A Personal Touch
When she first moved to Miami County, Columbus native Sally Rudy thought she’d have to travel to a big city medical center for treatment of any major illness. Her experiences with the care available in her own backyard at Upper Valley Medical Center (UVMC) have changed her mind.
“There is a personal touch that you get from being a person, and not just a number, in a really large hospital,” Rudy said.
She has come to know those at the UVMC Cancer Care Center very well during the past dozen years. First, she accompanied her son, Brian, to his daily treatment sessions 11 years ago when he was battling testicular cancer as a college student. Last year, Rudy returned—this time as the patient.
Screening and diagnostic mammograms in January 2009 brought a breast cancer diagnosis for the teacher who retired from Covington Elementary School in 2007 after 30 years. After undergoing a biopsy and then surgery in March, she made the daily trek to the Cancer Care Center for 37 days of radiation treatment.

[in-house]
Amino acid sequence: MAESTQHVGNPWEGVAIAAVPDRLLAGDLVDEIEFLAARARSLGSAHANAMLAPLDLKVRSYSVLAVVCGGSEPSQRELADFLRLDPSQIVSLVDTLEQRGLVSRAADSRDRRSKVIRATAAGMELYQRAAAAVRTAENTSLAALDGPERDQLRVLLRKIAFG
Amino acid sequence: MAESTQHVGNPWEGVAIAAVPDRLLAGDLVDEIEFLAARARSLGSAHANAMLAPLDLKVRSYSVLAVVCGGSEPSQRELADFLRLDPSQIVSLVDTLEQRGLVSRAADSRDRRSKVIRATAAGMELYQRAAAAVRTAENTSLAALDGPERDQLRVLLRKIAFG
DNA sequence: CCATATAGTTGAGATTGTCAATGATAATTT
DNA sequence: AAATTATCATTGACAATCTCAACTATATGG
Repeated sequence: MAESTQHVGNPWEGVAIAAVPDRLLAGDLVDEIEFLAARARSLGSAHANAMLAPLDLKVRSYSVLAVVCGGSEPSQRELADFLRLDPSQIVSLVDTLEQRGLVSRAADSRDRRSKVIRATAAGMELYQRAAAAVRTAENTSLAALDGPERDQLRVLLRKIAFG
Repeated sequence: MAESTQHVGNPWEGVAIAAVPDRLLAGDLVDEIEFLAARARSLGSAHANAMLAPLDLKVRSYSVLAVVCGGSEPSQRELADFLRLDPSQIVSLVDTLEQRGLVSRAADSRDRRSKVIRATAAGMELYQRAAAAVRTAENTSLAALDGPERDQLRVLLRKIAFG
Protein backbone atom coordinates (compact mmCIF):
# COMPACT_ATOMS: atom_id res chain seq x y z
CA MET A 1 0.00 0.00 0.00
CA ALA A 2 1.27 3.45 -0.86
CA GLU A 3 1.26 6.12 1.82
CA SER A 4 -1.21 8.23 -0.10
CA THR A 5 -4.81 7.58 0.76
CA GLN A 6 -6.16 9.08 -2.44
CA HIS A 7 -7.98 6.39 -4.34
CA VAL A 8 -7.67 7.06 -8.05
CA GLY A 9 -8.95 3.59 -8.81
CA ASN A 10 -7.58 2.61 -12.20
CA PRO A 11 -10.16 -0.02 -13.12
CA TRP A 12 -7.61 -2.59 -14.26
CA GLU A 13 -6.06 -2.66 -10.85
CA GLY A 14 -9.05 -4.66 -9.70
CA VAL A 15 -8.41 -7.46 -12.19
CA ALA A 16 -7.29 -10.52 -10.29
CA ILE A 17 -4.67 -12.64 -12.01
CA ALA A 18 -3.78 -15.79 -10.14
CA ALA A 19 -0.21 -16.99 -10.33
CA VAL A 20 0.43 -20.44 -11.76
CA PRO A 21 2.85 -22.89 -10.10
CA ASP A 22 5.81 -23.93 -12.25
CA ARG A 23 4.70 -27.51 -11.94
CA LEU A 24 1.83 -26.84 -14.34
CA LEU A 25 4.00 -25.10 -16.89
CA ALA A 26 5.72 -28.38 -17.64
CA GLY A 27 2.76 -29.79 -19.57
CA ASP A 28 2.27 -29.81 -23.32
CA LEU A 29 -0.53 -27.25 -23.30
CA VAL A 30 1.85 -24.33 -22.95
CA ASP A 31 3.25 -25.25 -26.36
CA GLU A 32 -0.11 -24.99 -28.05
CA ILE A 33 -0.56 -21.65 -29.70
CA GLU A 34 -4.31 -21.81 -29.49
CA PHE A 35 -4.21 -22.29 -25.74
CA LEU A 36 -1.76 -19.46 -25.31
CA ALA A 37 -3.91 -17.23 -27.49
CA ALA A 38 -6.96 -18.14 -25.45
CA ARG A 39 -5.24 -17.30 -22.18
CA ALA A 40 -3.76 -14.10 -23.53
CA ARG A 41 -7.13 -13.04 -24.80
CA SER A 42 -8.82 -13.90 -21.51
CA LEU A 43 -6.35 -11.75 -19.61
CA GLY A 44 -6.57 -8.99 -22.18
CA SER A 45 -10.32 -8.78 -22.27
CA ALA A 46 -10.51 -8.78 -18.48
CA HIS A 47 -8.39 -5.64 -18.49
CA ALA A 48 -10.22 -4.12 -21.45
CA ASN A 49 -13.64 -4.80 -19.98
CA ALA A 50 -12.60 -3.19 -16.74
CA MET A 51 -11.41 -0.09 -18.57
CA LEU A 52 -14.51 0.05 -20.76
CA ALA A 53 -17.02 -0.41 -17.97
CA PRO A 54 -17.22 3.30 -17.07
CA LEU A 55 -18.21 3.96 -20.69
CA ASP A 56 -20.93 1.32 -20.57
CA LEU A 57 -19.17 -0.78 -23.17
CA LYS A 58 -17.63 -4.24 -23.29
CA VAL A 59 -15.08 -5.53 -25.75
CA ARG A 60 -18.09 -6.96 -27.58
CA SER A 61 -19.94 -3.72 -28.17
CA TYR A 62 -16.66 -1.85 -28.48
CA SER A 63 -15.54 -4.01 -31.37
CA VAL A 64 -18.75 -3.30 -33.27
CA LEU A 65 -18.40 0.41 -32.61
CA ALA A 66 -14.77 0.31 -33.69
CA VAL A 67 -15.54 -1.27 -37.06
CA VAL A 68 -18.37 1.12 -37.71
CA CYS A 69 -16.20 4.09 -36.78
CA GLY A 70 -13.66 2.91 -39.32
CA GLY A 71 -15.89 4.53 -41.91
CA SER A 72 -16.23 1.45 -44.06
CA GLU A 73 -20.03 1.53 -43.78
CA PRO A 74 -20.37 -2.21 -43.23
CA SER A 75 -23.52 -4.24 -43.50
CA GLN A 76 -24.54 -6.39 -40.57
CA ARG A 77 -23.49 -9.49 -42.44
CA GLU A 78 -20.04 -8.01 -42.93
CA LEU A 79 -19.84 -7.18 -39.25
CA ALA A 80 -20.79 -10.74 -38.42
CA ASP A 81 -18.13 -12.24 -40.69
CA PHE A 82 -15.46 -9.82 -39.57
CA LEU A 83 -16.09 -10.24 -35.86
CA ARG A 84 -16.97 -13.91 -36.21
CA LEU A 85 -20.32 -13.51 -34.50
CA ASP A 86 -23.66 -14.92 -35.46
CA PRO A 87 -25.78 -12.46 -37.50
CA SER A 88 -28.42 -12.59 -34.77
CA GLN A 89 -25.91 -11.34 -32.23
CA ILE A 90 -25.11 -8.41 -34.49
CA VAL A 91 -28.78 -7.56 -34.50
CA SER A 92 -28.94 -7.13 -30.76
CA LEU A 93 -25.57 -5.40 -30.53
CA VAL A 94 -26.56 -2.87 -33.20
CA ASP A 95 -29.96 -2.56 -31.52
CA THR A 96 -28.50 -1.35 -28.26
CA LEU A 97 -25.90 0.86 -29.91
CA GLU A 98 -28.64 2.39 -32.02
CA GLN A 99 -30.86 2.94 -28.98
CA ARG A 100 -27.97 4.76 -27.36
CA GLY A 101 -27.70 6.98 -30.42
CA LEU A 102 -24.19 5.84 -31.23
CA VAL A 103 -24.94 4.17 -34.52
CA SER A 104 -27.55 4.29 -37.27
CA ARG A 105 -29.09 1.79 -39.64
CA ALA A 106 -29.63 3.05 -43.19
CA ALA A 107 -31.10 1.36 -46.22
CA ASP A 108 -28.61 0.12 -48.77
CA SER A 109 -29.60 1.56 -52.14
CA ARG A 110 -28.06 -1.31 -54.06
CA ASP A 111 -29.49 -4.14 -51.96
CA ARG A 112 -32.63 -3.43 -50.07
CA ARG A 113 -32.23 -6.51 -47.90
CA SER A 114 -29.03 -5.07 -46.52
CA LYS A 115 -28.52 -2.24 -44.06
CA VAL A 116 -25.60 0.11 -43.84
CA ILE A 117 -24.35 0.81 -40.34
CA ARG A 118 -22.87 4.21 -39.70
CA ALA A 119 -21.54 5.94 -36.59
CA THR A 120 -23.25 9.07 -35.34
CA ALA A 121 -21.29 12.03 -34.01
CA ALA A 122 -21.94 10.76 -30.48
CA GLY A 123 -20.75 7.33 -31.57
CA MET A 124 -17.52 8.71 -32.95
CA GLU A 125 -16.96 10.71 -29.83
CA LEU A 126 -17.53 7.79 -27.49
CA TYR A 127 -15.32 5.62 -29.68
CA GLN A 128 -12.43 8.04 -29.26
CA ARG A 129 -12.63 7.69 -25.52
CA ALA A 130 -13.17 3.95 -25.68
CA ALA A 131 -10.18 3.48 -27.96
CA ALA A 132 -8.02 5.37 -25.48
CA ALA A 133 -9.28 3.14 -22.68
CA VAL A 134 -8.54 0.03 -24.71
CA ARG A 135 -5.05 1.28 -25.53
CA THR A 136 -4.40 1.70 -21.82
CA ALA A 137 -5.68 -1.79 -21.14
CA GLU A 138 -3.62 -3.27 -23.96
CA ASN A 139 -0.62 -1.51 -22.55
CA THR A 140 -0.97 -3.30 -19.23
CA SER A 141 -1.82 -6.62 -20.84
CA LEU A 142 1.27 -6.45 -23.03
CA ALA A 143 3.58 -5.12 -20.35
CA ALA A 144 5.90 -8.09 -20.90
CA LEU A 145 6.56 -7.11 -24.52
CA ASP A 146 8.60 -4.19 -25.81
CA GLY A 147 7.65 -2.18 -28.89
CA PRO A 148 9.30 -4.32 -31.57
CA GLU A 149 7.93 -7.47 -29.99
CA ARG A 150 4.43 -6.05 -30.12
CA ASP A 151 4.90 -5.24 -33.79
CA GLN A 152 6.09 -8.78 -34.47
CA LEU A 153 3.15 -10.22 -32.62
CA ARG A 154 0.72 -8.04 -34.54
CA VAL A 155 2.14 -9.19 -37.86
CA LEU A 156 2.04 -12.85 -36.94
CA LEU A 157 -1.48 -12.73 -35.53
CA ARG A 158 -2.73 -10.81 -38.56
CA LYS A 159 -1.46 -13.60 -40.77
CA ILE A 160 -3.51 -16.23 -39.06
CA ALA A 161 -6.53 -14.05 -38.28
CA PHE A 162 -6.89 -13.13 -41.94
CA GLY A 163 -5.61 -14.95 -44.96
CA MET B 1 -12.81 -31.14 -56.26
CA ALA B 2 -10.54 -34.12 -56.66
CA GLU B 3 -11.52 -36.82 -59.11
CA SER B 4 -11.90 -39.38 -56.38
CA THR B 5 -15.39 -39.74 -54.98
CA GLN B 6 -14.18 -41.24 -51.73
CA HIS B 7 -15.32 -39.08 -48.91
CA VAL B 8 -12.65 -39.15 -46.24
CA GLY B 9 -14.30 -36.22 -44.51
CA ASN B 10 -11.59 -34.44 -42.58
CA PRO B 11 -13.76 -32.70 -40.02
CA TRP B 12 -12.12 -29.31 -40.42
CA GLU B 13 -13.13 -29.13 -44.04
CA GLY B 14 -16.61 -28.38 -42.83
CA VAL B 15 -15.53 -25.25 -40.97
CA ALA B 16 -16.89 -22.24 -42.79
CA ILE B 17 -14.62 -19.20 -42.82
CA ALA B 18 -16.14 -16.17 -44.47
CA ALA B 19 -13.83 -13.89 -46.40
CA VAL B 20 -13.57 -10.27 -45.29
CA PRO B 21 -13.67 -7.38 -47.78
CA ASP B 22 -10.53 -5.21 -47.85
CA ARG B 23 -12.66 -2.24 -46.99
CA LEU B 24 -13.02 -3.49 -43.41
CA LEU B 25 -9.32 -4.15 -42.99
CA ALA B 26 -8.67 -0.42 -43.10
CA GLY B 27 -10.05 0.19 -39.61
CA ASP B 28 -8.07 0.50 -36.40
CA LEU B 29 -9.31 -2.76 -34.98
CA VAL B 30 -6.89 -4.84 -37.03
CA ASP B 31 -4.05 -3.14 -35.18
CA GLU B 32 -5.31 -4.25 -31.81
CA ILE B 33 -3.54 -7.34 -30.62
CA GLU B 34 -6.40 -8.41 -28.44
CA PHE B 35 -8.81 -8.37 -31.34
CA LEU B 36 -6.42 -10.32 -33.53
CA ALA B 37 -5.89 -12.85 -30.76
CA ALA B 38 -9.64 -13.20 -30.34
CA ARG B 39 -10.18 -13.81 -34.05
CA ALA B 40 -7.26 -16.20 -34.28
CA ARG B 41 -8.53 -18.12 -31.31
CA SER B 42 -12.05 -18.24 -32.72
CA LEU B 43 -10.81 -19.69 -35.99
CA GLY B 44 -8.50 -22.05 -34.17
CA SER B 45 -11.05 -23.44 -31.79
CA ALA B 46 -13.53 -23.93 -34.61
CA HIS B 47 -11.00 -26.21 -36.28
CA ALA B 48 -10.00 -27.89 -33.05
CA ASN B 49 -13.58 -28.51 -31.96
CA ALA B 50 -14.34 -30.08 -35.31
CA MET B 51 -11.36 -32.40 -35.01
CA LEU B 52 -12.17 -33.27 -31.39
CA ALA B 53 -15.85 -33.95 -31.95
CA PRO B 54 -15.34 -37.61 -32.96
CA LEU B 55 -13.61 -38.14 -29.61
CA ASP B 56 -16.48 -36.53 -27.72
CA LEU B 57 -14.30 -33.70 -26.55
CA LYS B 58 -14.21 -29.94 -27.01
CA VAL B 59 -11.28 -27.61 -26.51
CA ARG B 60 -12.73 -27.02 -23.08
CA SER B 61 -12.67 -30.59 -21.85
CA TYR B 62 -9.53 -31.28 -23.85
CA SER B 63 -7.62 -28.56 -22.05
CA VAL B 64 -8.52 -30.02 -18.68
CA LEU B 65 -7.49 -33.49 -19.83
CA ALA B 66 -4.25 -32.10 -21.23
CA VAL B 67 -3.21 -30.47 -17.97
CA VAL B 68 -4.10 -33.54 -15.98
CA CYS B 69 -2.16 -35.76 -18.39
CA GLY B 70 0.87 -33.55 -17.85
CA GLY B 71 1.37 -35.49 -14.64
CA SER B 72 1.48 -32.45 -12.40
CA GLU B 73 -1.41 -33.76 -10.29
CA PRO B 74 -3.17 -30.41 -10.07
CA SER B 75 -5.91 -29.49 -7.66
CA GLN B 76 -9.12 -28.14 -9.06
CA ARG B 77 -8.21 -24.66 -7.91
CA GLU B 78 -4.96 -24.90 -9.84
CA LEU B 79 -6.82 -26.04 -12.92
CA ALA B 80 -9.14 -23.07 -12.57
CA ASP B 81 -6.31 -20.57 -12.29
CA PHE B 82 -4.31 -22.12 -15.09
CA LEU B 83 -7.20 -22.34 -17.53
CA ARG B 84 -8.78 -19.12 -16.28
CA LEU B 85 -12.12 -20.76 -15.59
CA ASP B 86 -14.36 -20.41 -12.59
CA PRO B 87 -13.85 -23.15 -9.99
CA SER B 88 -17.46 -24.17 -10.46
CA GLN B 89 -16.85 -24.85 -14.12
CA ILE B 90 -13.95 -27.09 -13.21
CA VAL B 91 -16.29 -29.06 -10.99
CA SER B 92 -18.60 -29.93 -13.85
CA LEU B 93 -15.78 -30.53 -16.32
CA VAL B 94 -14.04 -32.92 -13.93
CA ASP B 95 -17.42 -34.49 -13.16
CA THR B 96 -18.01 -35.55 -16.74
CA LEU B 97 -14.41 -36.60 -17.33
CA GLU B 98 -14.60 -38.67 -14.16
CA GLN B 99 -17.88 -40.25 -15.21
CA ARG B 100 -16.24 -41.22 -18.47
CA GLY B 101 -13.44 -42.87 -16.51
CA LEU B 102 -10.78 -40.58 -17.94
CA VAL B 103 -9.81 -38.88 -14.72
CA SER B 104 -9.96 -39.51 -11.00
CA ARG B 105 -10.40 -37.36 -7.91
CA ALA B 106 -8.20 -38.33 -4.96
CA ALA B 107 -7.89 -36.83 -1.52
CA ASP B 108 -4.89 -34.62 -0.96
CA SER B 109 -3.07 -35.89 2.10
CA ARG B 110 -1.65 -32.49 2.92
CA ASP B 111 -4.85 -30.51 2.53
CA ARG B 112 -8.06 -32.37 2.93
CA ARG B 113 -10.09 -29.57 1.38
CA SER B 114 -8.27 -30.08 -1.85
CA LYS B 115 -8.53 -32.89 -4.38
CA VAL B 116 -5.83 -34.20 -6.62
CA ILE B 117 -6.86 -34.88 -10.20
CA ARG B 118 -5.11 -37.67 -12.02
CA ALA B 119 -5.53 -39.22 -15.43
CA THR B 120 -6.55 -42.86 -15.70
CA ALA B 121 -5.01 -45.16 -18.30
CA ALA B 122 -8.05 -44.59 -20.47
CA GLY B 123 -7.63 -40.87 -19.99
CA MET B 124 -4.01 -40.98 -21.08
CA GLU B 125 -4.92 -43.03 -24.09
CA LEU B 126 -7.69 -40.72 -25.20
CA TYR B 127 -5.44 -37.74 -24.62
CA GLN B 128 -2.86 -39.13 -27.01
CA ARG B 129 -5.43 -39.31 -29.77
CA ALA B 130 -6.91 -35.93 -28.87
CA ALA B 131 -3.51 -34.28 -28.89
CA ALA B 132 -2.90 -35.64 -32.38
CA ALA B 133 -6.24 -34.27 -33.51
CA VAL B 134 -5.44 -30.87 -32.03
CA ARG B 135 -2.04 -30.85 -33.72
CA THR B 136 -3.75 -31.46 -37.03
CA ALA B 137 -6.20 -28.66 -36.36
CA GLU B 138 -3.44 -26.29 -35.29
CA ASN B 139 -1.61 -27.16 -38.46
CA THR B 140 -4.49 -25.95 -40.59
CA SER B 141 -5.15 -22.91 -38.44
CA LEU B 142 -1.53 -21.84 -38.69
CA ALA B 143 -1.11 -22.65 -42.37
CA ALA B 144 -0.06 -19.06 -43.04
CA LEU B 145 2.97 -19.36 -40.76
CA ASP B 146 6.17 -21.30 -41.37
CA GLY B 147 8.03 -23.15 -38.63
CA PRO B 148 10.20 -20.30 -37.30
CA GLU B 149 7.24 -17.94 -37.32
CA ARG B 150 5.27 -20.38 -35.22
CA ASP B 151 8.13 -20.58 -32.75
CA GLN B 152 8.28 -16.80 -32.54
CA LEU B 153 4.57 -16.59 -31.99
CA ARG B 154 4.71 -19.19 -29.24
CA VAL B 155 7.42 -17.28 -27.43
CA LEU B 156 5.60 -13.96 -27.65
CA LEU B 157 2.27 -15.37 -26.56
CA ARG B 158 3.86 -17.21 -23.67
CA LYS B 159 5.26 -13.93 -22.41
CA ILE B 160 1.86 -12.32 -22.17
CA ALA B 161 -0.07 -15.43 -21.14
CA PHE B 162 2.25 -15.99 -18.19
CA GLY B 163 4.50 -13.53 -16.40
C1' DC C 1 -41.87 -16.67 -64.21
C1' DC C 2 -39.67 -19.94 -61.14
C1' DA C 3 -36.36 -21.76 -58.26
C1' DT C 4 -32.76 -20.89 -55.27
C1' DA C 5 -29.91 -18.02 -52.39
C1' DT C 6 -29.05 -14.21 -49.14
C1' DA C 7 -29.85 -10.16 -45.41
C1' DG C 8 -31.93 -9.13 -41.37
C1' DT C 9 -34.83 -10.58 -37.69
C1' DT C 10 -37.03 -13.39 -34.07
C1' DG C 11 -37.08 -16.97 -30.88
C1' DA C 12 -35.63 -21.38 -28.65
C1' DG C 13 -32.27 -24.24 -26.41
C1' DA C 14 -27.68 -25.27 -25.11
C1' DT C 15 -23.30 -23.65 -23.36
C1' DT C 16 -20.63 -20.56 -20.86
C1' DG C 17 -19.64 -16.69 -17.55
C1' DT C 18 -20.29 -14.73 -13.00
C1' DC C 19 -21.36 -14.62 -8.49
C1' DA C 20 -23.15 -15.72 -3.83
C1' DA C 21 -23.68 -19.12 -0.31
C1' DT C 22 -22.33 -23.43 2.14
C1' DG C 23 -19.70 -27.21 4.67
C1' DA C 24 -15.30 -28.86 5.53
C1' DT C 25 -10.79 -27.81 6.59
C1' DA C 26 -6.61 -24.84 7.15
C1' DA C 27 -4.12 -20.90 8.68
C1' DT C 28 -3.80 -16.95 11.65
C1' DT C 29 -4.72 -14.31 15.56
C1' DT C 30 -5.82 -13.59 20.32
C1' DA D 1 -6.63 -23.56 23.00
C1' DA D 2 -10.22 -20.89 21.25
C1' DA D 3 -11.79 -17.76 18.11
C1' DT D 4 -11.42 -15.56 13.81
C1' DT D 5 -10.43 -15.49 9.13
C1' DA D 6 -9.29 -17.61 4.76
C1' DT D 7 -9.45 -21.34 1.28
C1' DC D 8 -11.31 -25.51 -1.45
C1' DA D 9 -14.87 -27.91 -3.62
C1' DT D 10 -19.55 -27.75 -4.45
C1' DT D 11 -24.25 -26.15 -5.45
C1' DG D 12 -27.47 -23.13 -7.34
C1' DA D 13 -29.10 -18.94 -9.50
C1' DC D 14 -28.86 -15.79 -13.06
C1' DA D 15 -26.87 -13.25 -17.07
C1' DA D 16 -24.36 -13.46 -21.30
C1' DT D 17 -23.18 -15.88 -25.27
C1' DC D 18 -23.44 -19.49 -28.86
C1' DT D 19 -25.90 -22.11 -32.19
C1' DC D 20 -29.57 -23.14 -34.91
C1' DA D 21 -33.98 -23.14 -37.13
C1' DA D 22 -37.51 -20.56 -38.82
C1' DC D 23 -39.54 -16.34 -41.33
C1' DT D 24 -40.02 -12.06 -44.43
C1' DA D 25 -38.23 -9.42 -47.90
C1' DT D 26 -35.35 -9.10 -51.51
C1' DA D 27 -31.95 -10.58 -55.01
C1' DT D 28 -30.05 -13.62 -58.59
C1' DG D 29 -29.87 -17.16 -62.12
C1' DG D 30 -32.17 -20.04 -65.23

“I was very thankful it was just a short drive for me,” Rudy said. “I was so happy that I was able to have my surgery and my treatment here. It meant a lot because I know people who had to travel to Columbus,” she said. “I think that would have added much, much more stress. I knew I was getting good care here.”
She recalled how Dr. Ronald Setzkorn, radiation oncologist serving as Director of Radiation for the Cancer Care Center, assured her that a “really great team” would handle her care.
“From the time I stepped in the door, to the time I left, it was maybe 10 minutes. They were very efficient, on time, and yet they were very professional,” Rudy said of the Cancer Care Center staff. “I was not stressed out coming here for treatment every day.”
About 500 new cases come to the Cancer Care Center each year. Most are local residents, all requiring the professional approach, but also personal touch, as earlier described by Rudy, said Jean Heath, director of the Cancer Care Center.
“When you work close to home you are dealing with people who will see you at the grocery store, or will be with you someplace in the community. Their reputation is on the line as well,” Heath said of the center’s staff. “They have learned how to do that special touch without being too invasive. They have found a balance with helping patients along on this journey.”
Rudy said it is important for cancer patients to realize they are not alone in the journey. “I think more and more people realize that. Almost everyone, in some way, has been touched by cancer either through a family member or friend,” she said.
She admits to having a “soft spot” for people she sees entering the Cancer Care Center. “You just know a little bit of what they might be going through,” Rudy said.